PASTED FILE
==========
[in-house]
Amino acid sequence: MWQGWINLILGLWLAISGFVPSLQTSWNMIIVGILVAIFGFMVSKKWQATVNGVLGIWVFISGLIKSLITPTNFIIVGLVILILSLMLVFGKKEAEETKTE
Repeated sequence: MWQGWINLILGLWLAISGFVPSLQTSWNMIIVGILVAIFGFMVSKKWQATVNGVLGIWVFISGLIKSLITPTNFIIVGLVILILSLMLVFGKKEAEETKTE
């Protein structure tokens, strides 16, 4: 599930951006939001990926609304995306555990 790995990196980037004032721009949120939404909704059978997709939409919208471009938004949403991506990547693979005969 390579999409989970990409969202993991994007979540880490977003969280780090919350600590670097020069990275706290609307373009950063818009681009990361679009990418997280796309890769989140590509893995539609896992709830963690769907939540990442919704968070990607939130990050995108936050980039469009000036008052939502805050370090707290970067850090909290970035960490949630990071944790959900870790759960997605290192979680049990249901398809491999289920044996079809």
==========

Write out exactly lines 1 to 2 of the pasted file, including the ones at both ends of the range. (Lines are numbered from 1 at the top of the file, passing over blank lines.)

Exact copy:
[in-house]
Amino acid sequence: MWQGWINLILGLWLAISGFVPSLQTSWNMIIVGILVAIFGFMVSKKWQATVNGVLGIWVFISGLIKSLITPTNFIIVGLVILILSLMLVFGKKEAEETKTE